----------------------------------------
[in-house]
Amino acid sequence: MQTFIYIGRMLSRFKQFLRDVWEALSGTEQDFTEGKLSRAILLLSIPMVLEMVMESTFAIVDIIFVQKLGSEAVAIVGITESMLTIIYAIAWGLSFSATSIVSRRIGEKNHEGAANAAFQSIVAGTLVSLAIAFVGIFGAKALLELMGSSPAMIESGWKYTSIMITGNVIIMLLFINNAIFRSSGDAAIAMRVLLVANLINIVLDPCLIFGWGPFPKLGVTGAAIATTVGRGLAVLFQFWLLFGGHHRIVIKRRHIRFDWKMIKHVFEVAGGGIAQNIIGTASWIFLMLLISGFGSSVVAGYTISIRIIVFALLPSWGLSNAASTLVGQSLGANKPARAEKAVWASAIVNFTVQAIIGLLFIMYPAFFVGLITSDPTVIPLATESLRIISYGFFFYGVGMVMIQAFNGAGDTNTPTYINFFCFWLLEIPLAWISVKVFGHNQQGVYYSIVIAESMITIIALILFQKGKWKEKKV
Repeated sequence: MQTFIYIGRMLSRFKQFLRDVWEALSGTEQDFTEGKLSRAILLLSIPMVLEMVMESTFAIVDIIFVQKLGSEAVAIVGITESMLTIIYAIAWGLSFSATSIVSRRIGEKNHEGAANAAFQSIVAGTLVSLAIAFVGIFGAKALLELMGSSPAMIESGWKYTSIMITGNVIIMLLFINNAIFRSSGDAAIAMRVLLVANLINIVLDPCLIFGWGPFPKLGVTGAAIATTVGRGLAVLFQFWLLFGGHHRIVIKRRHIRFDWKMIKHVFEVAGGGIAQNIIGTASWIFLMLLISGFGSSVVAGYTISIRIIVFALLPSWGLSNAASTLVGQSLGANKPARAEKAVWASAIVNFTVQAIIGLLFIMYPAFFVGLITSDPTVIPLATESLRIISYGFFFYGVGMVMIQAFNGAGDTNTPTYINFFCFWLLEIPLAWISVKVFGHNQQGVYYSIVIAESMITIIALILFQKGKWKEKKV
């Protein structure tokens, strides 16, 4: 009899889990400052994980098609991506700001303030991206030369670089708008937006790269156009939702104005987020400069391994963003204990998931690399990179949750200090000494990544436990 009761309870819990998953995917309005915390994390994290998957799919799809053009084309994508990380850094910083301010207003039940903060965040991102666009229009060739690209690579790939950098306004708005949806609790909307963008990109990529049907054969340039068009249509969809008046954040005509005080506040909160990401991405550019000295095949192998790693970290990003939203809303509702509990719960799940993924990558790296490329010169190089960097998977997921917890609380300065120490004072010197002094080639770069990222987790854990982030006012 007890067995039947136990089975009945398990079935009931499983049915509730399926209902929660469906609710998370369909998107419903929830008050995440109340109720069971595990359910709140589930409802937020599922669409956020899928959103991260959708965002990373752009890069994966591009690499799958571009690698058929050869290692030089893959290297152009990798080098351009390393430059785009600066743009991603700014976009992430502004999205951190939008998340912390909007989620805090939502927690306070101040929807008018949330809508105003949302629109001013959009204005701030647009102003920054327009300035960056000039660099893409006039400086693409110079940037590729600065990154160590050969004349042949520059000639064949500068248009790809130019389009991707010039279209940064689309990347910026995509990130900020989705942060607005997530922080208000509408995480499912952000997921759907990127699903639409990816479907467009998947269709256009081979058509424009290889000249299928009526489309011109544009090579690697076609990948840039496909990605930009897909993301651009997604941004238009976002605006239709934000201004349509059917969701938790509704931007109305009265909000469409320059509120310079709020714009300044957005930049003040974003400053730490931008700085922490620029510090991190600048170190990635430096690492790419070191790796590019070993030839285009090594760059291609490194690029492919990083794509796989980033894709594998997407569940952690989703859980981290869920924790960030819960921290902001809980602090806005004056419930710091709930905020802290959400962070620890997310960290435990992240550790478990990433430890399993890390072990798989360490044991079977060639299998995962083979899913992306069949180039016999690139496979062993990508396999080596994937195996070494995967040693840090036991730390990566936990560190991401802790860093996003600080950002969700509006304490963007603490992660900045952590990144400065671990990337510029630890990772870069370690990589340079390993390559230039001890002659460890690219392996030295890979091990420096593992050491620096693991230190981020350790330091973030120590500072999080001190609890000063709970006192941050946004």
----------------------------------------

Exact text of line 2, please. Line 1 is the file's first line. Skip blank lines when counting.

Amino acid sequence: MQTFIYIGRMLSRFKQFLRDVWEALSGTEQDFTEGKLSRAILLLSIPMVLEMVMESTFAIVDIIFVQKLGSEAVAIVGITESMLTIIYAIAWGLSFSATSIVSRRIGEKNHEGAANAAFQSIVAGTLVSLAIAFVGIFGAKALLELMGSSPAMIESGWKYTSIMITGNVIIMLLFINNAIFRSSGDAAIAMRVLLVANLINIVLDPCLIFGWGPFPKLGVTGAAIATTVGRGLAVLFQFWLLFGGHHRIVIKRRHIRFDWKMIKHVFEVAGGGIAQNIIGTASWIFLMLLISGFGSSVVAGYTISIRIIVFALLPSWGLSNAASTLVGQSLGANKPARAEKAVWASAIVNFTVQAIIGLLFIMYPAFFVGLITSDPTVIPLATESLRIISYGFFFYGVGMVMIQAFNGAGDTNTPTYINFFCFWLLEIPLAWISVKVFGHNQQGVYYSIVIAESMITIIALILFQKGKWKEKKV